Applying a substitution to a PDE

  • Thread starter etotheipi
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  • #1
etotheipi
Homework Statement:
Please see below
Relevant Equations:
N/A
Problem: Consider the equation $$\frac{\partial v}{\partial t} = \frac{\partial^{2} v}{\partial x^2} + \frac{2v}{t+1}$$ where ##v(x,t)## is defined on ##0 \leq x \leq \pi## and is subject to the boundary conditions ##v(0,t) = 0##, ##v(\pi, t) = f(t)##, ##v(x,0) = h(x)## for some functions ##f(t)## and ##h(x)##. Using the substitution ##v=(t+1)^{2}u##, show that ##u## satisfies $$\frac{\partial u}{\partial t} = \frac{\partial^{2} u}{\partial x^2}$$ Attempt: I'm not sure if I'm doing the differentiation correctly. I did $$\frac{\partial v}{\partial t} = 2u(t+1)$$ $$\frac{\partial^{2} v}{\partial x^{2}} = \frac{\partial}{\partial x} \frac{\partial v}{\partial u} \frac{\partial u}{\partial x} = \frac{\partial}{\partial x} (t+1)^{2} \frac{\partial u}{\partial x} = (t+1)^{2} \frac{\partial^2 u}{\partial x ^2}$$ Plugging this in doesn't appear to give the result. My suspicion is that I was supposed to use the product rule for the first derivative, however I don't think that is right since I thought we were supposed to hold everything else constant during the differentiation? If I try this for the sake of it, I get $$\frac{\partial v}{\partial t} = 2u(t+1) + (t+1)^{2} \frac{\partial u}{\partial t}$$ $$\frac{\partial^{2} v}{\partial x^{2}} = \frac{\partial}{\partial x} \frac{\partial v}{\partial u} \frac{\partial u}{\partial x} = \frac{\partial}{\partial x} [(t+1)^{2} \frac{\partial u}{\partial x} + 2u(t+1)][\frac{\partial u}{\partial x}]$$ This seems even more wrong. So I wondered whether anyone could give me a pointer? Thanks!
 

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  • #2
PeroK
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Homework Statement:: Please see below
Relevant Equations:: N/A

$$\frac{\partial v}{\partial t} = 2u(t+1)$$ $$\frac{\partial^{2} v}{\partial x^{2}} = \frac{\partial}{\partial x} \frac{\partial v}{\partial u} \frac{\partial u}{\partial x} = \frac{\partial}{\partial x} (t+1)^{2} \frac{\partial u}{\partial x} = (t+1)^{2} \frac{\partial^2 u}{\partial x ^2}$$
The second partial differentiation you could have simply written down, as ##t## and ##x## are independent variables.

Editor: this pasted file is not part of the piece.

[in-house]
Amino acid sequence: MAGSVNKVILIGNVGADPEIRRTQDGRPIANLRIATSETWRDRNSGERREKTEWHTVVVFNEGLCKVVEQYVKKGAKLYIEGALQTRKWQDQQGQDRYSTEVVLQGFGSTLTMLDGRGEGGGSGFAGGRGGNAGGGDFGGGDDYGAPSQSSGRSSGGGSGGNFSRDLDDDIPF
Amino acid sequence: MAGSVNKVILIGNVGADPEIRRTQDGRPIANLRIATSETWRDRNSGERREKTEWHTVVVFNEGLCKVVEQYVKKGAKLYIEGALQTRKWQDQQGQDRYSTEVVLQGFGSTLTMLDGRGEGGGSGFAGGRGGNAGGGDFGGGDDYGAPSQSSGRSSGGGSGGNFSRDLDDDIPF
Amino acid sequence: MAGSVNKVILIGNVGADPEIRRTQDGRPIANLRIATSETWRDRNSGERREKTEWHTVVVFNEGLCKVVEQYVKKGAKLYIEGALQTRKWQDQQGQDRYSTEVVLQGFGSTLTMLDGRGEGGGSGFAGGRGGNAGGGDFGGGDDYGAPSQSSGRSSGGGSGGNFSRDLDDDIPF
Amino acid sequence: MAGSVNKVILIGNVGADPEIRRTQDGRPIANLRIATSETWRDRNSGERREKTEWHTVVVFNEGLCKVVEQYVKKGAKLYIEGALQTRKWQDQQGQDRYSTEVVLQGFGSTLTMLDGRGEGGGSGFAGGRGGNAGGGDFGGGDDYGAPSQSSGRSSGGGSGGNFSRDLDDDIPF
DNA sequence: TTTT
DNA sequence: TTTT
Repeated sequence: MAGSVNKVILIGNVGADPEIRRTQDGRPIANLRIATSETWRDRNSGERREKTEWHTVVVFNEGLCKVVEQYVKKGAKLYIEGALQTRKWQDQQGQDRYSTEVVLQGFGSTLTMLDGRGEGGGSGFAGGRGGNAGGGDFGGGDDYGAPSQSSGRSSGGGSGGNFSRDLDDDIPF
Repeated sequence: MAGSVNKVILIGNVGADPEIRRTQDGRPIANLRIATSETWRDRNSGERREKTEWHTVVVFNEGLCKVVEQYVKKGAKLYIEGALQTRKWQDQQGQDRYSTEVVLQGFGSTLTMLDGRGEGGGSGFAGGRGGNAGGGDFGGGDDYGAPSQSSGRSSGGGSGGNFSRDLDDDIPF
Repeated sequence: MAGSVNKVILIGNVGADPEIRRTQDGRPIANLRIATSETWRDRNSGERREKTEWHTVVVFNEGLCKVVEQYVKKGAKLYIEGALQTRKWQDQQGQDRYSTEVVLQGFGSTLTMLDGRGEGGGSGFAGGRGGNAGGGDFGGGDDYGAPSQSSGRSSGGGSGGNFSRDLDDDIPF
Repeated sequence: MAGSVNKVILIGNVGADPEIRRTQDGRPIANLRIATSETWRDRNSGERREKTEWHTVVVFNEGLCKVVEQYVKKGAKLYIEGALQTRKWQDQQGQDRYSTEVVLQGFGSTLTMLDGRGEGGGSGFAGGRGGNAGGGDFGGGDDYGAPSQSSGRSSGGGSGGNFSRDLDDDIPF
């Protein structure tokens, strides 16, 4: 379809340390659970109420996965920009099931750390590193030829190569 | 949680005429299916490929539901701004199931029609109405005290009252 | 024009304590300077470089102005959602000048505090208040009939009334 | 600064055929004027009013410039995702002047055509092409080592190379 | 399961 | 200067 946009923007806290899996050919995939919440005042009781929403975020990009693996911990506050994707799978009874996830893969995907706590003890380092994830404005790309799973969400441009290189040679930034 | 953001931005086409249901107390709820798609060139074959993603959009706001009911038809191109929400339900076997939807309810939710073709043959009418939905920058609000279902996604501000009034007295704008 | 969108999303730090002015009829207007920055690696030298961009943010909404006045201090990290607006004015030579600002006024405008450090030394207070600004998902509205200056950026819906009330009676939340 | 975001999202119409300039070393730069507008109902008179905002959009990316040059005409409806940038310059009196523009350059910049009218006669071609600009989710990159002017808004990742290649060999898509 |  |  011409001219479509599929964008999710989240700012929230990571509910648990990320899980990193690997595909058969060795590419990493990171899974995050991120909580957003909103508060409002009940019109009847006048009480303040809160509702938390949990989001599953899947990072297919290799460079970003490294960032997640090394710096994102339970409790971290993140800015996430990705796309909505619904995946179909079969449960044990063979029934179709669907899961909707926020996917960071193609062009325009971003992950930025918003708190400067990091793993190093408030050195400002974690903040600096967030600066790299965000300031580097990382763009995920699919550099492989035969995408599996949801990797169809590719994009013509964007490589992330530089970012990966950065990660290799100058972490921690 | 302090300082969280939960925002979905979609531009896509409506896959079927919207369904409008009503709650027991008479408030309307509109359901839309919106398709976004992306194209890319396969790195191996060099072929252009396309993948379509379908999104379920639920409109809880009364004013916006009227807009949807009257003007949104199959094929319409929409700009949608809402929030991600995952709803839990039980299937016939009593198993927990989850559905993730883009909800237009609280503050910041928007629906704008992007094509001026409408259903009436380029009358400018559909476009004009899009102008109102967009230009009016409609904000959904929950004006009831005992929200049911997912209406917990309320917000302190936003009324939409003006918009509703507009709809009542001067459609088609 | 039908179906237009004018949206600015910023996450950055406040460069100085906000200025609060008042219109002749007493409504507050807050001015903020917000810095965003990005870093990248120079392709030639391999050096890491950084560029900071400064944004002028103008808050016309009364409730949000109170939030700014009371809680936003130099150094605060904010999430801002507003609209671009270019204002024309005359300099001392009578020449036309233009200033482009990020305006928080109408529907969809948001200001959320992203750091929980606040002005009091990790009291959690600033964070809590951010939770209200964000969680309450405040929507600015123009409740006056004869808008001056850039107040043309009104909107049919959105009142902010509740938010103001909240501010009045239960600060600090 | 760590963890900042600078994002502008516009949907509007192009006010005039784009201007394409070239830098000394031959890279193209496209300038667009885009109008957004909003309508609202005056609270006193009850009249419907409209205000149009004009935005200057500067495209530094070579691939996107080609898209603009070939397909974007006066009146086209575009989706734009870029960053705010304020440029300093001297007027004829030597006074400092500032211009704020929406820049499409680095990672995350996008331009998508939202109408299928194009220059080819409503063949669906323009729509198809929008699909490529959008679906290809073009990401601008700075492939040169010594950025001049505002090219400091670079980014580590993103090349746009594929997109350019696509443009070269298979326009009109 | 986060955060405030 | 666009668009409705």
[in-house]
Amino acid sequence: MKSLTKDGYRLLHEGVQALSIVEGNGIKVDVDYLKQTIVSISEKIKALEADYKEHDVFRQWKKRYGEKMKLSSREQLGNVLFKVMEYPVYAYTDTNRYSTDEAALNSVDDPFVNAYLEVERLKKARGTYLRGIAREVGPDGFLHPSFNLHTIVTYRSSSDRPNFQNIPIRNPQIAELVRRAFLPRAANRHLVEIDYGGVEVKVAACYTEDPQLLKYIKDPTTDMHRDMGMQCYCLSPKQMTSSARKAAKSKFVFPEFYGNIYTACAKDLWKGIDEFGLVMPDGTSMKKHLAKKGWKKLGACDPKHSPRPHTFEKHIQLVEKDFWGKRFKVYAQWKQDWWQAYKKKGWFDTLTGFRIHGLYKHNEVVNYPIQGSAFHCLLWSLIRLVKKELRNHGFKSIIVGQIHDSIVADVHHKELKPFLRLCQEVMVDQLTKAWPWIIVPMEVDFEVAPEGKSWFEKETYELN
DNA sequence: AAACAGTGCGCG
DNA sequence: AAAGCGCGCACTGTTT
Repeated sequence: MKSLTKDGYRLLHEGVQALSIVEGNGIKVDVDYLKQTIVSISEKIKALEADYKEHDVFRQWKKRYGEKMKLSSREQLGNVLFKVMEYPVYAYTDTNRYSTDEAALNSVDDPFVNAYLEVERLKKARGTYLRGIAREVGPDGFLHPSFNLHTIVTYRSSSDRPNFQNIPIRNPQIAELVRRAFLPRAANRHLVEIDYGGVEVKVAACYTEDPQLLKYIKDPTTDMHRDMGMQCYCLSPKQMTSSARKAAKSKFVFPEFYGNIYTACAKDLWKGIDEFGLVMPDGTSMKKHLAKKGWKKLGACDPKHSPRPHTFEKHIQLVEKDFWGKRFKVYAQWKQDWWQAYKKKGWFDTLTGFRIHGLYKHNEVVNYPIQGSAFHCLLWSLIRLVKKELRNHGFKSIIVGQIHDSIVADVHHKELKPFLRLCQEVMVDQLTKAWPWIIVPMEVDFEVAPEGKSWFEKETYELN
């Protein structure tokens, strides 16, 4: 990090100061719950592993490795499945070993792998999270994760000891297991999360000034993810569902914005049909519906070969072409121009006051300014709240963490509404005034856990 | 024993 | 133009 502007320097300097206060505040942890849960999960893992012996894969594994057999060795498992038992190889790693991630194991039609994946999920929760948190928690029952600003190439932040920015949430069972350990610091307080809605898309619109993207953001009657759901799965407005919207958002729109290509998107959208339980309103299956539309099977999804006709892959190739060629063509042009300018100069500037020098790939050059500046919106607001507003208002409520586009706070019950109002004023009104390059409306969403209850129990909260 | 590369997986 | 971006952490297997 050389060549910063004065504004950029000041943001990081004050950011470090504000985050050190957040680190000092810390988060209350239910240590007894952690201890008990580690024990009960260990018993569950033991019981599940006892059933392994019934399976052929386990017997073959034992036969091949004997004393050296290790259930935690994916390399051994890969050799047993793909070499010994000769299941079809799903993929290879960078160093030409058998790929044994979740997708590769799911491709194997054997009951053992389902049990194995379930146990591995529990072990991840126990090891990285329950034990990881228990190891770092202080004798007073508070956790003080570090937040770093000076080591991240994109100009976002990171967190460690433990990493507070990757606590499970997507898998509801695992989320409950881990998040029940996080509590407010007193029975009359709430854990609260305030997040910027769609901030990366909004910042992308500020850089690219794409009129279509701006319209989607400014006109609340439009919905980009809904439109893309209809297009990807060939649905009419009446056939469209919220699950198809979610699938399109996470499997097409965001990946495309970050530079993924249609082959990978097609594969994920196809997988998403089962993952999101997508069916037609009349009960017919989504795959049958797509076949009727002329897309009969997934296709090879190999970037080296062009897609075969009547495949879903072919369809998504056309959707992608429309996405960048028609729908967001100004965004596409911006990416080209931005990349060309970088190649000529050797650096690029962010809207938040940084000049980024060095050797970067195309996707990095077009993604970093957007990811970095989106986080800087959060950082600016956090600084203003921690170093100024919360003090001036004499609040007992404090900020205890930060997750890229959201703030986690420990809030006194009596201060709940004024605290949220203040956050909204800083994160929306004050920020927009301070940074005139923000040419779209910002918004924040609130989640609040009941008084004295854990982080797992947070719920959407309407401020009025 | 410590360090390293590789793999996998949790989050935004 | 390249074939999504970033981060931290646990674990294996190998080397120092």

For the first one you need to treat ##u## as a function of ##x## and ##t##.
 
  • #3
PeroK
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Using the substitution ##v=(t+1)^{2}u##

If you get stuck you should always write out functions with their arguments. In this case we have:
$$v(x, t) = (t+1)^2u(x, t)$$
 
  • #4
etotheipi
The second partial differentiation you could have simply written down, as ##t## and ##x## are independent variables.

For the first one you need to treat ##u## as a function of ##x## and ##t##.

Ah okay that works. Then I get

$$\frac{\partial v}{\partial t} = 2u(t+1) + (t+1)^{2}\frac{\partial u}{\partial t}$$ $$\frac{\partial^{2} v}{\partial x^{2}} = (t+1)^{2} \frac{\partial^{2} u}{\partial x^{2}}$$

and that checks out. The take away is that you only hold constant the variables which the one you're differentiating is a function of. The others you still have to treat with product rules etc.

If you get stuck you should always write out functions with their arguments. In this case we have:
$$v(x, t) = (t+1)^2u(x, t)$$

Yeah, I might start doing this. It makes it a little clearer. Thanks!
 
  • #5
etotheipi
I thought I'd write up the solution I got for completeness, using the technique of guessing ##u(x,t) = A(x)B(t)## and then setting both sides equal to ##-\lambda##. One side turns out to be a "radioactive decay" one and the other is a "SHM" one: $$\frac{dB}{dt} = -\lambda B \implies B = Ce^{- \lambda t}$$ $$\frac{d^{2}A}{dx^{2}} = -\lambda A \implies A = D\cos{(\sqrt{\lambda} x + \phi)}$$ So I get ##v(x,t) = E(t+1)^{2}e^{- \lambda t}\cos{(\sqrt{\lambda} x + \phi)}##, and I guess I also need to substitute in the boundary conditions, though this should be fine since I have three unknowns and three conditions.

There are a few warning signs, since the question says that I "may find it helpful to use the substitution ##u(x,t) = w(x,t) + \gamma x## for a suitably chosen constant ##\gamma##". I've no idea what this is supposed to be implying...
 

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